Lou Gaglia’s short story Damaged Goods was published in Niche‘s fourth issue. It can be read here.
Meanwhile, we invited him to Niche Features to chat about the finer elements of fiction, and he very kindly agreed.
Lou Gaglia’s work has appeared in The Cortland Review, Eclectica, The Brooklyner, FRiGG, JMWW, Hawai’i Review, Oklahoma Review, and elsewhere. His collection of short stories, Poor Advice, will be available in 2015 from Aqueous Books. His story, “Hands”, published by Waccamaw, was a finalist for storySouth’s 2013 Million Writers Award, and his story, “Little Leagues” was a finalist for the Jim Palmer Award sponsored by Cobalt Review. He lives and breathes in upstate New York.
NICHE: Let’s start with the basics: When and why did you start writing?
LOU GAGLIA: I’ve always been a big fan of comedy, and have had a lifetime love for Laurel and Hardy and The Marx Brothers and Don Adams and Dick Van Dyke and Charlie Chaplin and W.C. Fields and Abbott and Costello and John Cleese and Mel Brooks, and many others. So I wrote ridiculous stories in late elementary and junior high school. Some teachers marked them up and scoffed, and others encouraged me. Then my father gave me a typewriter as a Christmas gift, with a note attached. He told me he’d always wanted to be a writer himself, but he never stuck with it, and he hoped I would. I loved that typewriter and continued writing my ridiculous stories all the way into high school where I took a creative writing class with a great teacher. She was incredibly patient with me, and after a couple of years I began to write more seriously, and tried the techniques she’d taught me. Thank goodness for her patience! I was hooked for life… but I still like to write silly stories—like the kid that I still am—when I’m in the mood.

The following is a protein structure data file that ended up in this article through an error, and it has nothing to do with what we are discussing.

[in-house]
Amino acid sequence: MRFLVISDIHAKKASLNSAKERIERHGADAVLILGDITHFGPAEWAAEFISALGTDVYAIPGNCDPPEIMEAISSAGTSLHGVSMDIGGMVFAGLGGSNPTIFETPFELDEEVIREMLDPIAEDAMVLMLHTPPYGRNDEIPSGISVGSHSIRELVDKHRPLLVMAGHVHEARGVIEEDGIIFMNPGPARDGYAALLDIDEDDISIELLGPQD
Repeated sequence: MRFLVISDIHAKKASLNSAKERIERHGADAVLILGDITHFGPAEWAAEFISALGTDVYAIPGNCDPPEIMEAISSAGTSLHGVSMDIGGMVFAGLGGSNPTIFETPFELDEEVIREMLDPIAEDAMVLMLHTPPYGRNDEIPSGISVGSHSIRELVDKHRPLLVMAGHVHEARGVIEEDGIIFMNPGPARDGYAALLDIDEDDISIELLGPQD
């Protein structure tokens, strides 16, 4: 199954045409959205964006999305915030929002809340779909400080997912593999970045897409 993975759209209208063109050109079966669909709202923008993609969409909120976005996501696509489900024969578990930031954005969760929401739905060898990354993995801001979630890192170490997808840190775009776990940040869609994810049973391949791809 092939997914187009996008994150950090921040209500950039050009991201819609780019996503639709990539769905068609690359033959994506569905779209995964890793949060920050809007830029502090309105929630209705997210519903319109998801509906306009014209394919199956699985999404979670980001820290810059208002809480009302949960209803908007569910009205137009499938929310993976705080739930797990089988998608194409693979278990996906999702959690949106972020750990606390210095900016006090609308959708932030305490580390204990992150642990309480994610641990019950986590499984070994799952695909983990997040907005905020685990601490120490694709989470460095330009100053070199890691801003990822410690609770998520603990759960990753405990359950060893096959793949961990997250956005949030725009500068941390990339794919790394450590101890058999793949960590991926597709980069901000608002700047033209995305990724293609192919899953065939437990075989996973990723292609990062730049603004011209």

NICHE: Who are some of the authors who inspired you? Have they influenced your writing and do you see some of their techniques seeping into your own work?
LOU GAGLIA: My junior high school English teacher gave me Ring Lardner’s You Know Me Al because he knew I was crazy about baseball. I was surprised because I wasn’t much of a reader up to that point, but I took his gift to heart. I’ve loved Lardner’s work ever since and still read him. He was another comic genius with great timing! Reading his work is like visiting an old friend.